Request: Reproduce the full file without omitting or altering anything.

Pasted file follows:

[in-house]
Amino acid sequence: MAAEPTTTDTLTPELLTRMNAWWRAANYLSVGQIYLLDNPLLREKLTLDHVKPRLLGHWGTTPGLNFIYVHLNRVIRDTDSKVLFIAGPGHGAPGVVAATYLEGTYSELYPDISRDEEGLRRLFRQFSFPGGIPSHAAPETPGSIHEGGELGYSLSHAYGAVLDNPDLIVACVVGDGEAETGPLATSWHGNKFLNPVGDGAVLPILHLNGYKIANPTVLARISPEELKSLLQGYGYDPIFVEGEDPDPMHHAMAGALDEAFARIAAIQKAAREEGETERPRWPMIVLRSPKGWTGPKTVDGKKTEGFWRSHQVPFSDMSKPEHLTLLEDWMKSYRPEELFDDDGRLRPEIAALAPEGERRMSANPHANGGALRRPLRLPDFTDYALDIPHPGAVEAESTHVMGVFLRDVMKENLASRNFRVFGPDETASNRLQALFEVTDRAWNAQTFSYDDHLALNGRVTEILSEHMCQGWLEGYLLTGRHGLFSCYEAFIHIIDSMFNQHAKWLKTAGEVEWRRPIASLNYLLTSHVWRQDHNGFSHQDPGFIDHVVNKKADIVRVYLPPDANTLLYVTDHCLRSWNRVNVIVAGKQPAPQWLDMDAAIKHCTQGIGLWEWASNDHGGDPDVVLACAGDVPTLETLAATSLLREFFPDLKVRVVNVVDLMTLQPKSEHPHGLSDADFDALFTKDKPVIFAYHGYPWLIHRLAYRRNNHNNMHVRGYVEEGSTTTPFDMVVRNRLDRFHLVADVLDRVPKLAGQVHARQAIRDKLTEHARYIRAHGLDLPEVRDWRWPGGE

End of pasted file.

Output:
[in-house]
Amino acid sequence: MAAEPTTTDTLTPELLTRMNAWWRAANYLSVGQIYLLDNPLLREKLTLDHVKPRLLGHWGTTPGLNFIYVHLNRVIRDTDSKVLFIAGPGHGAPGVVAATYLEGTYSELYPDISRDEEGLRRLFRQFSFPGGIPSHAAPETPGSIHEGGELGYSLSHAYGAVLDNPDLIVACVVGDGEAETGPLATSWHGNKFLNPVGDGAVLPILHLNGYKIANPTVLARISPEELKSLLQGYGYDPIFVEGEDPDPMHHAMAGALDEAFARIAAIQKAAREEGETERPRWPMIVLRSPKGWTGPKTVDGKKTEGFWRSHQVPFSDMSKPEHLTLLEDWMKSYRPEELFDDDGRLRPEIAALAPEGERRMSANPHANGGALRRPLRLPDFTDYALDIPHPGAVEAESTHVMGVFLRDVMKENLASRNFRVFGPDETASNRLQALFEVTDRAWNAQTFSYDDHLALNGRVTEILSEHMCQGWLEGYLLTGRHGLFSCYEAFIHIIDSMFNQHAKWLKTAGEVEWRRPIASLNYLLTSHVWRQDHNGFSHQDPGFIDHVVNKKADIVRVYLPPDANTLLYVTDHCLRSWNRVNVIVAGKQPAPQWLDMDAAIKHCTQGIGLWEWASNDHGGDPDVVLACAGDVPTLETLAATSLLREFFPDLKVRVVNVVDLMTLQPKSEHPHGLSDADFDALFTKDKPVIFAYHGYPWLIHRLAYRRNNHNNMHVRGYVEEGSTTTPFDMVVRNRLDRFHLVADVLDRVPKLAGQVHARQAIRDKLTEHARYIRAHGLDLPEVRDWRWPGGE